Georgia at a Tipping Point

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The United States Commission on Civil Rights has identified five state-level policies that can serve to suppress votership, and only one state has put into effect every one of them: Georgia.

Some polling forecasters, including FiveThirtyEight, have begun to factor in questions of ballot access when rendering their formulas, using resources like the Cost of Voting Index to reflect the potentially negative impact on Democratic turnout that voting restrictions tend to have. But it is hard for pollsters or forecasters to dial into the specifics of vote suppression.

In the past 10 years, Atlanta was the fourth-fastest-growing metropolitan region in the country, but polling places have not been added to keep up with the growth in population; in many places, poll sites have in fact been closed or become overrun when voting machines malfunctioned. As a result, hourslong lines became a symbol of the state’s political dysfunction in the 2018 election.

In the Georgia primary in June, with the coronavirus causing a surge in poll closures, Atlanta accounted for the vast majority — 83 percent — of all polling places statewide that were forced to stay open late because of long lines, according to an expert study. This led to lower turnout in these areas, the study found, as some voters simply gave up waiting.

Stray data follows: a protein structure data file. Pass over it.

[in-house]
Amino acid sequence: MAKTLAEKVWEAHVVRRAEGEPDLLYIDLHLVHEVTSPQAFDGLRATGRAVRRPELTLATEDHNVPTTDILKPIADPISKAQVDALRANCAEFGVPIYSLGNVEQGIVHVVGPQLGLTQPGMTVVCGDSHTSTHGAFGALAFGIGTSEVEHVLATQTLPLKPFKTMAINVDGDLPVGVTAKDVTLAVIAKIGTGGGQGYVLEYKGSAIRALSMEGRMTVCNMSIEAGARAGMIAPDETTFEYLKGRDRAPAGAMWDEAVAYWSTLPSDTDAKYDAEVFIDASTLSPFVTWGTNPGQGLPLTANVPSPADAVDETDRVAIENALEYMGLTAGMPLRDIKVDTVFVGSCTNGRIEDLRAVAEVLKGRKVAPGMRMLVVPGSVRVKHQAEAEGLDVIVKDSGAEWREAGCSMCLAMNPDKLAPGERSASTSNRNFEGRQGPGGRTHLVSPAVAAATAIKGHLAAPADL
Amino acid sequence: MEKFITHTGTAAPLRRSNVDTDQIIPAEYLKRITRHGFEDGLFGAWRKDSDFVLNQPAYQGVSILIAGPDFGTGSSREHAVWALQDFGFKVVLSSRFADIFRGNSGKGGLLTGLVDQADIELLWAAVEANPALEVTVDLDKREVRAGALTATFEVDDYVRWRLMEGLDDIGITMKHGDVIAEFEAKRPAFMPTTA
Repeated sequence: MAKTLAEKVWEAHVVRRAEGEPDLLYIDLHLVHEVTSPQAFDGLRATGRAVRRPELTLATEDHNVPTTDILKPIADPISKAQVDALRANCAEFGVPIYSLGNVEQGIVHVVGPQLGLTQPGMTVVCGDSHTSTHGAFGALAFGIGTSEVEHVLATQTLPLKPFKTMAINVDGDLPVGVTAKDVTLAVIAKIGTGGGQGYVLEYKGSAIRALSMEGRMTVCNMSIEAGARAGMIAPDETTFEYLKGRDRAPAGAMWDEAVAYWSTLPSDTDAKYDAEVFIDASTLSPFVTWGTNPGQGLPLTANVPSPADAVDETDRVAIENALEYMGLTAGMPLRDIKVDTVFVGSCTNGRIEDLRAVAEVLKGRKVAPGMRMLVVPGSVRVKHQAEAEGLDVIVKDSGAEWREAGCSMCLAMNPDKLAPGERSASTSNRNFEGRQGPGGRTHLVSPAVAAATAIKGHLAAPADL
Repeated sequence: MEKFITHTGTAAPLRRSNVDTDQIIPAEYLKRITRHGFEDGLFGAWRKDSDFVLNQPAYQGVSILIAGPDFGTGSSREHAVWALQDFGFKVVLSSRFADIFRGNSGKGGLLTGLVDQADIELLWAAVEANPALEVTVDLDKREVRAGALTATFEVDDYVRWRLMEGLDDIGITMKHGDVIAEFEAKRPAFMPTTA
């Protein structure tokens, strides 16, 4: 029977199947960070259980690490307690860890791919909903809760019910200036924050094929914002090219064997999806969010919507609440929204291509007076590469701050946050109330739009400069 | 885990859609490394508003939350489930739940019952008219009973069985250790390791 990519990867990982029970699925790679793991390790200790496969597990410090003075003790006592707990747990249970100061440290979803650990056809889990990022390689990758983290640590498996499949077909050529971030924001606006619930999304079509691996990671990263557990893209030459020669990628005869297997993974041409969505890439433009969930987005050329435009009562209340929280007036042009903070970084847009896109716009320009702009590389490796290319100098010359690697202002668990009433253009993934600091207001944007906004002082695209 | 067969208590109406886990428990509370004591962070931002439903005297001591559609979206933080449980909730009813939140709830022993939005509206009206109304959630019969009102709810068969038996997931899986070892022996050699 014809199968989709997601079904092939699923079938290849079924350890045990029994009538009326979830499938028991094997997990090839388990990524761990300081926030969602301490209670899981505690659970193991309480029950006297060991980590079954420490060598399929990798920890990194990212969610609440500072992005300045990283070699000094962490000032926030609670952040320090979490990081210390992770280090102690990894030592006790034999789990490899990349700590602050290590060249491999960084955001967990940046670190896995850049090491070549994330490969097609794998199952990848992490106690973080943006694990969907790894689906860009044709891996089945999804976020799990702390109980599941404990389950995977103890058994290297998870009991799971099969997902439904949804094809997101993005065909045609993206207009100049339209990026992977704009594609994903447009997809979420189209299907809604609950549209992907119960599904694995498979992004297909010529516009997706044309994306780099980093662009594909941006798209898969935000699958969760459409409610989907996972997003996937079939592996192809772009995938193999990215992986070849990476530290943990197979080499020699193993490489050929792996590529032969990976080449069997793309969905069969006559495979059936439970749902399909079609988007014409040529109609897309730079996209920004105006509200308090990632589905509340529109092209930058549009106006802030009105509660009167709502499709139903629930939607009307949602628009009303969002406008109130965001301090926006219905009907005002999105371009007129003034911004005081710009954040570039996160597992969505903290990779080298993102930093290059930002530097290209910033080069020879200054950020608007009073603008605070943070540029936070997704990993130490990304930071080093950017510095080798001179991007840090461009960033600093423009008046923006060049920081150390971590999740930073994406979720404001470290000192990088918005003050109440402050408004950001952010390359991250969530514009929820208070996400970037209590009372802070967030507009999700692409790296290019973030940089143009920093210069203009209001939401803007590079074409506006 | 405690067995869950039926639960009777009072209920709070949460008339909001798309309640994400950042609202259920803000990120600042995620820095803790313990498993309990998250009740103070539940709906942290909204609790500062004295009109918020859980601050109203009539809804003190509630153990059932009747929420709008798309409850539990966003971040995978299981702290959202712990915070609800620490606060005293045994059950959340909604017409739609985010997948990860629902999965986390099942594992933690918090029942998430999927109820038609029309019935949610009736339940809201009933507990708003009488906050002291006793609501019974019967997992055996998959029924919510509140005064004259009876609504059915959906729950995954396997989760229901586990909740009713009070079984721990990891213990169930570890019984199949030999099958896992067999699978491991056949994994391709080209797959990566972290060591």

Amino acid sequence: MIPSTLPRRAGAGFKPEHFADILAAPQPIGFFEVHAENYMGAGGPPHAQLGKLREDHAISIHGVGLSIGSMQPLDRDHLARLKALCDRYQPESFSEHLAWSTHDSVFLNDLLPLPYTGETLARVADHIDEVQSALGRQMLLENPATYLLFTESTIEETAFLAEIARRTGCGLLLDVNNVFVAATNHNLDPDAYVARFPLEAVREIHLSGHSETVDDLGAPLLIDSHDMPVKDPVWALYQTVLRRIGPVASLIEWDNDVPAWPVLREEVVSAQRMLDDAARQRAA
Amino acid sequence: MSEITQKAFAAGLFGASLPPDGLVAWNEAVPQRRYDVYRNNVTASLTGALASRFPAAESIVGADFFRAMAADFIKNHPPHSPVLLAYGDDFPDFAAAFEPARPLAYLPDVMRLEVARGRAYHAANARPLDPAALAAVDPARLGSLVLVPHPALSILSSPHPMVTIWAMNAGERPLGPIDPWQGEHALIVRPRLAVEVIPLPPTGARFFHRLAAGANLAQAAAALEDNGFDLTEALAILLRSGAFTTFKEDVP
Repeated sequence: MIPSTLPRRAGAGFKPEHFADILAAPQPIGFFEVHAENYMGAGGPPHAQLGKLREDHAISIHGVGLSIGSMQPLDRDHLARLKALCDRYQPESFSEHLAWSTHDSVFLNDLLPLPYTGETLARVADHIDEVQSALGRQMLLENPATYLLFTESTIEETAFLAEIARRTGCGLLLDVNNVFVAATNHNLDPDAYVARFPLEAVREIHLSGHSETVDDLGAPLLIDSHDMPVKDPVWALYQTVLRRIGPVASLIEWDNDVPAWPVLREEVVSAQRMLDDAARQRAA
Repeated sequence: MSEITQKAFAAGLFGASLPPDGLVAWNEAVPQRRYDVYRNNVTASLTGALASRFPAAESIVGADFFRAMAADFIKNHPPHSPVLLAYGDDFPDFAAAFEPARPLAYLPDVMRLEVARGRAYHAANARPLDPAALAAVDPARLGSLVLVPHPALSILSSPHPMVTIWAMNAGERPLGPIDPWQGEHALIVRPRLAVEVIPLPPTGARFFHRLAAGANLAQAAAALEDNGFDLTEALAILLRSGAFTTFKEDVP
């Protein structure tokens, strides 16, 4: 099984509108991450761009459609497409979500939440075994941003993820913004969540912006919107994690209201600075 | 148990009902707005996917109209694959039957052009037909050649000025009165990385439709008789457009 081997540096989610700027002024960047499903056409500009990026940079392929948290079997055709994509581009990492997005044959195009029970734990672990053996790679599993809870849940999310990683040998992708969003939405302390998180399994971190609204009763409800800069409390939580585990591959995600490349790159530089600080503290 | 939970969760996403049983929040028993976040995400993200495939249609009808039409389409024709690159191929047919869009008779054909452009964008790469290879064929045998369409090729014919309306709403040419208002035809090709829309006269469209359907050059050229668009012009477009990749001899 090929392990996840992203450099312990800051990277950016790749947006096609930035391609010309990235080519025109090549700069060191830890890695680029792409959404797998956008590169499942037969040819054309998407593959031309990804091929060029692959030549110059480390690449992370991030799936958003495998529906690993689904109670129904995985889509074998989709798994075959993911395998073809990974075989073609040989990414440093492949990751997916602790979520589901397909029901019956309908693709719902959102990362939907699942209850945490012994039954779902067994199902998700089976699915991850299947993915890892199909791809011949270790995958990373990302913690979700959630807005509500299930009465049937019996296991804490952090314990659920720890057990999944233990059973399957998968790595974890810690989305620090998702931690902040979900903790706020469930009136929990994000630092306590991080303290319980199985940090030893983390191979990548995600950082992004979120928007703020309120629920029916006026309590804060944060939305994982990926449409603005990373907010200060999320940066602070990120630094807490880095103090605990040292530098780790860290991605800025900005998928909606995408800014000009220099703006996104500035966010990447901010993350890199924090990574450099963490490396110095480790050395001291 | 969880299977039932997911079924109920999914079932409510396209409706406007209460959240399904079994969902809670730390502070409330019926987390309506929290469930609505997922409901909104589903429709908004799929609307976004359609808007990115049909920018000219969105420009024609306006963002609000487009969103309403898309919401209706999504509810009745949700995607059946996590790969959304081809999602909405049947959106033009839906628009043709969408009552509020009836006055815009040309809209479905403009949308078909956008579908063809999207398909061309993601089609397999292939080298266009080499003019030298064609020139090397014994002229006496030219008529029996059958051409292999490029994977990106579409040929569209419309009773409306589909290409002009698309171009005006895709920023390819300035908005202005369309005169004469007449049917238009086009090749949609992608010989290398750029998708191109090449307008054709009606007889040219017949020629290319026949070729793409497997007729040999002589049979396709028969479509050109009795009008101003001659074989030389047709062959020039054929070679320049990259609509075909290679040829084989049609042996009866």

Statewide, hourlong wait times were 10 times as likely to occur in heavily Black areas compared to heavily white ones, according to the study.

There’s also a possibility that many voters who think they are registered will find that their names have been purged from the rolls. The 2017 purge included over 100,000 people who would have otherwise still been eligible to vote, according to one analysis.

As an election draws near, pollsters move toward using what is known as a “likely voter” model to predict who will show up on Election Day, often depending on respondents to report their own likelihood to vote, and on their past voting behavior. But when voters who fully intended to cast a ballot find themselves unable to do so, this introduces an element of entropy not easily detected in polls.